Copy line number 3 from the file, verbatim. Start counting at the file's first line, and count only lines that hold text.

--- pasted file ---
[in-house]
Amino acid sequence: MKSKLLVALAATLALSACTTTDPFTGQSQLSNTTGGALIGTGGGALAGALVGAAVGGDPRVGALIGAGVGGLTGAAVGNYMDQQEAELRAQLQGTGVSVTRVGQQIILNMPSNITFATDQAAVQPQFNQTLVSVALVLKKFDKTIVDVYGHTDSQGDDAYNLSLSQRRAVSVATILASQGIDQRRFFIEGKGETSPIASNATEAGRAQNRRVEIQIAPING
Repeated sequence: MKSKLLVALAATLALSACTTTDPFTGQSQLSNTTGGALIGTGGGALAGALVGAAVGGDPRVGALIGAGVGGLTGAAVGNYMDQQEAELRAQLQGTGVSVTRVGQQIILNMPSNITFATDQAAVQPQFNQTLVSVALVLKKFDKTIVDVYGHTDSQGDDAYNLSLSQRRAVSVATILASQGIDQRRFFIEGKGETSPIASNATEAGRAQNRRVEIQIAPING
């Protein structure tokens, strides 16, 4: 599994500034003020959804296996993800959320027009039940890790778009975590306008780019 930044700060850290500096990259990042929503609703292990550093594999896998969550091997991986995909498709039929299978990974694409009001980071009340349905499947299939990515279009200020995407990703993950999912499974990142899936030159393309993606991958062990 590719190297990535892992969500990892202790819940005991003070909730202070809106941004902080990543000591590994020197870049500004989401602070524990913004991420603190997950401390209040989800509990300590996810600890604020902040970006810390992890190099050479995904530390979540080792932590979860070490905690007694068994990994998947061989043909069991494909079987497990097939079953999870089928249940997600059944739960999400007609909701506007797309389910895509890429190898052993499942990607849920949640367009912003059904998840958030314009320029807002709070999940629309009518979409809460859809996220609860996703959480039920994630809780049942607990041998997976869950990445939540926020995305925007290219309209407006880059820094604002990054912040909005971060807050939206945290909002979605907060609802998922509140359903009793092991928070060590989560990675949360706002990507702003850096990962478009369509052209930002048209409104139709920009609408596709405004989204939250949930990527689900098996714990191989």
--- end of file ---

Repeated sequence: MKSKLLVALAATLALSACTTTDPFTGQSQLSNTTGGALIGTGGGALAGALVGAAVGGDPRVGALIGAGVGGLTGAAVGNYMDQQEAELRAQLQGTGVSVTRVGQQIILNMPSNITFATDQAAVQPQFNQTLVSVALVLKKFDKTIVDVYGHTDSQGDDAYNLSLSQRRAVSVATILASQGIDQRRFFIEGKGETSPIASNATEAGRAQNRRVEIQIAPING